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Annexin V and Sytox Green are widely used markers to evaluate apoptosis in various cell types using flow cytometry and fluorescent microscopy. Recently, a novel fluoroprobe MitoSOX Red was introduced for selective detection of superoxide in the mitochondria of live cells and was validated for confocal microscopy and flow cytometry. This protocol describes simultaneous measurements of mitochondrial superoxide generation with apoptotic markers (Annexin V and Sytox Green) by both flow cytometry and confocal microscopy in endothelial cell lines. The advantages of the described flow cytometry method over other cell-based techniques are the tremendous speed (1–2 h), exquisite precision and the possibility of simultaneous quantitative measurements of mitochondrial superoxide generation and apoptotic (and other) markers, with maximal preservation of cellular functions. This method combined with fluorescent microscopy may be very useful to reveal important spatial–temporal changes in mitochondrial superoxide production and execution of programmed cell death in virtually any cell type.
The discovery that the free radical superoxide anion is a biologically significant molecule has stimulated a remarkable momentum for scientific research in all the fields of biology and medicine1. Emerging recent evidence (based mostly on experiments derived from isolated mitochondria) suggests that under various pathological conditions (e.g., neurodegenerative and inflammatory disorders, diabetes, diabetic complications, cancer and aging) mitochondria may emerge as a significant site of superoxide and other reactive oxygen and nitrogen species generation, in addition to the cytosolic xanthine and NADPH oxidases2–5. The recognition of the crucial role of the mitochondria in the pathological generation of reactive oxygen species in disease rekindled significant interest in the development of methods to assess the mitochondrial superoxide generation, which was largely hindered by the lack of a sensitive and specific assay6–8. Hydroethidine (HE) has been widely used to detect intracellular superoxide anion. The oxidation of HE by superoxide leads to the fluorescent product 2-hydroxy-ethidium9,10, which is excitable at 480 nm wavelength, with emission maximum at 567 nm9,10. Recently, a novel fluoroprobe, a derivative of HE, MitoSOX Red was introduced for selective detection of superoxide in the mitochondria of live cells. The positive charge on the phosphonium group in MitoSOX Red selectively targets this cell-permeant HE derivative to mitochondria, where it accumulates as a function of mitochondrial membrane potential and exhibits fluorescence upon oxidation and subsequent binding to mitochondrial DNA7. In numerous recent studies, MitoSOX was validated with fluorescent/confocal microscopy7,11–19 and flow cytometry19–25 for selective detection of mitochondrial superoxide production in endothelial cells18,19,25, cardiomyocytes16,19,22,25, keratinocytes11, fibroblasts17, epithelial and lymphoid cells20,21,23,24, and neuronal cells7,12–15, to name just a few (see also Table 1 for more details), as well as in isolated vessels26.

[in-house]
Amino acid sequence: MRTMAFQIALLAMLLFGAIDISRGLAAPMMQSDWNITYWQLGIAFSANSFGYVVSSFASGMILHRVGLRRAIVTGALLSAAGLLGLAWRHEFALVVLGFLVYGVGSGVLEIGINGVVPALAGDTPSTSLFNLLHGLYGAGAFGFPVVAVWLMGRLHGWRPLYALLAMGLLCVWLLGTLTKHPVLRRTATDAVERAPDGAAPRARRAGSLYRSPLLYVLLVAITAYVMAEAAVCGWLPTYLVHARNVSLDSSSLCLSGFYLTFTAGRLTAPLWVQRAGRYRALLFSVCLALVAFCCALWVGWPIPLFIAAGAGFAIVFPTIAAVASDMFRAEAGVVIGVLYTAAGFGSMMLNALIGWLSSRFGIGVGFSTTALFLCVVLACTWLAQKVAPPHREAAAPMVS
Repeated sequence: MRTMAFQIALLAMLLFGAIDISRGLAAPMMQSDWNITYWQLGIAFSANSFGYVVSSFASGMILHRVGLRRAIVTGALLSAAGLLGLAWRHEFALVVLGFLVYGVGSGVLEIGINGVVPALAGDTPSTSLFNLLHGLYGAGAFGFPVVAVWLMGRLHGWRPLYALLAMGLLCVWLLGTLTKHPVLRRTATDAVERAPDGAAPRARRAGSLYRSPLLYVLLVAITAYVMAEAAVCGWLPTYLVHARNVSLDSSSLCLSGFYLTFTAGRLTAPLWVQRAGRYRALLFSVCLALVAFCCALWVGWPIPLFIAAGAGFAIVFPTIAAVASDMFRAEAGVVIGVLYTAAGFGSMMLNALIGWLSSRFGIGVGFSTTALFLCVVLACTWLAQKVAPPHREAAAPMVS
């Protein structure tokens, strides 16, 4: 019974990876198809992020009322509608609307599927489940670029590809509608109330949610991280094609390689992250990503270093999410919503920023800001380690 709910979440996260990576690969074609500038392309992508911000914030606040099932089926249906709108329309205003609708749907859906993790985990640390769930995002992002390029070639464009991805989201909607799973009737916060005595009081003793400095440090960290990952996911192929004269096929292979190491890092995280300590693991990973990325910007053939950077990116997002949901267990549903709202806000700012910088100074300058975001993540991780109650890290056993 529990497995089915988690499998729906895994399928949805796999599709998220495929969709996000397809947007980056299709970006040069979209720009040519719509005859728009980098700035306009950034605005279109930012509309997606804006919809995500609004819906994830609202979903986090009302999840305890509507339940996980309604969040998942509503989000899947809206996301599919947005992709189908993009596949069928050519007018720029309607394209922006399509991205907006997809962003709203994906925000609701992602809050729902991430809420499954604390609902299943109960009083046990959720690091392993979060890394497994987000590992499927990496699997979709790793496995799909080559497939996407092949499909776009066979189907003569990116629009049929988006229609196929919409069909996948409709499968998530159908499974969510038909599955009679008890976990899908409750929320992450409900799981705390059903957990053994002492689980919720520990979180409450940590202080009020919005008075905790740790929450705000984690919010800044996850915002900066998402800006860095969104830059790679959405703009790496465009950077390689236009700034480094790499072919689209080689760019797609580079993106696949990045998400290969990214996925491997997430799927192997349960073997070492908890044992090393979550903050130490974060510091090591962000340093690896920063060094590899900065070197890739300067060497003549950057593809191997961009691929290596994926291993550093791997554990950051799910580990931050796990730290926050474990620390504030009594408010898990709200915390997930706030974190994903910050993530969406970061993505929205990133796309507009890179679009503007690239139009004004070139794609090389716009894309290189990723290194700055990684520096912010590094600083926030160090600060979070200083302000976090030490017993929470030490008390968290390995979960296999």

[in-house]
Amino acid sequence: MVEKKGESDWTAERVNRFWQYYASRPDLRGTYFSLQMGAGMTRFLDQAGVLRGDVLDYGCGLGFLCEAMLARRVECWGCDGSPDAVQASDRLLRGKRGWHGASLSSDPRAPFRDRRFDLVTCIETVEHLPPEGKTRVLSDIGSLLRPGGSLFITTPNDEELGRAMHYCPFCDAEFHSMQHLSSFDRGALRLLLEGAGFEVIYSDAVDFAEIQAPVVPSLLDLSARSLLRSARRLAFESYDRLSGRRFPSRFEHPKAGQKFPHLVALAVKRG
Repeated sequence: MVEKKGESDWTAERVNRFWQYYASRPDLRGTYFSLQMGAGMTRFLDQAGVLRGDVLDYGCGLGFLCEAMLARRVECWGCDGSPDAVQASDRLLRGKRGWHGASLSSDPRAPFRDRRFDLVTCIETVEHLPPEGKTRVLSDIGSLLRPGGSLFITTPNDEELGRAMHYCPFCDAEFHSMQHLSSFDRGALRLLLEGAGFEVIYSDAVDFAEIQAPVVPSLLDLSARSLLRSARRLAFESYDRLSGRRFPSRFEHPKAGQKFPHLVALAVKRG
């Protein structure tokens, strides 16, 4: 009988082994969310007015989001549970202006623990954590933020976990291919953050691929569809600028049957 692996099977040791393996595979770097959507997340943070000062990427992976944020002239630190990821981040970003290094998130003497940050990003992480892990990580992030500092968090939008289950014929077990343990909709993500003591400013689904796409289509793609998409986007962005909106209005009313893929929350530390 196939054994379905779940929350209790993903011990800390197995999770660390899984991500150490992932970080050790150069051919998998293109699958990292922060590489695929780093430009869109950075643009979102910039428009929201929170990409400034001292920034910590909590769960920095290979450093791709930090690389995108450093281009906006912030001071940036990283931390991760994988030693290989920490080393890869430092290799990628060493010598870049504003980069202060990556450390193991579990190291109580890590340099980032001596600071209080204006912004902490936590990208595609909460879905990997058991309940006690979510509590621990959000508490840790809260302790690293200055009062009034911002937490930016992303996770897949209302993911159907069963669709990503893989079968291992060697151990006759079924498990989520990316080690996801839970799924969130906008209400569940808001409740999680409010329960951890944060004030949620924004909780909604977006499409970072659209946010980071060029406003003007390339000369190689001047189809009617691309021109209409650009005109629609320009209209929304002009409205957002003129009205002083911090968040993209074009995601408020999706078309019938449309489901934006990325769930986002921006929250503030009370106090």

Annexin Vand Sytox Green are widely used markers to evaluate apoptosis in various cell types using confocal microscopy and/or flow cytometry27–29. In apoptotic cells, phosphatidylserine is externalized to the plasma membrane surface, which can be measured by flow cytometry and confocal microscopy using phosphatidylserine-binding protein Annexin V conjugated to fluorochromes18,28,29. In conjunction with the permeability probe Sytox Green dye (which works similarly to propidium iodide), a distinction can be made between dying cells with intact plasma membrane integrity and necrotic cells (Sytox Green is impermeant to live or apoptotic cells but stains dead cells with intense green fluorescence by binding to cellular nucleic acids27–29).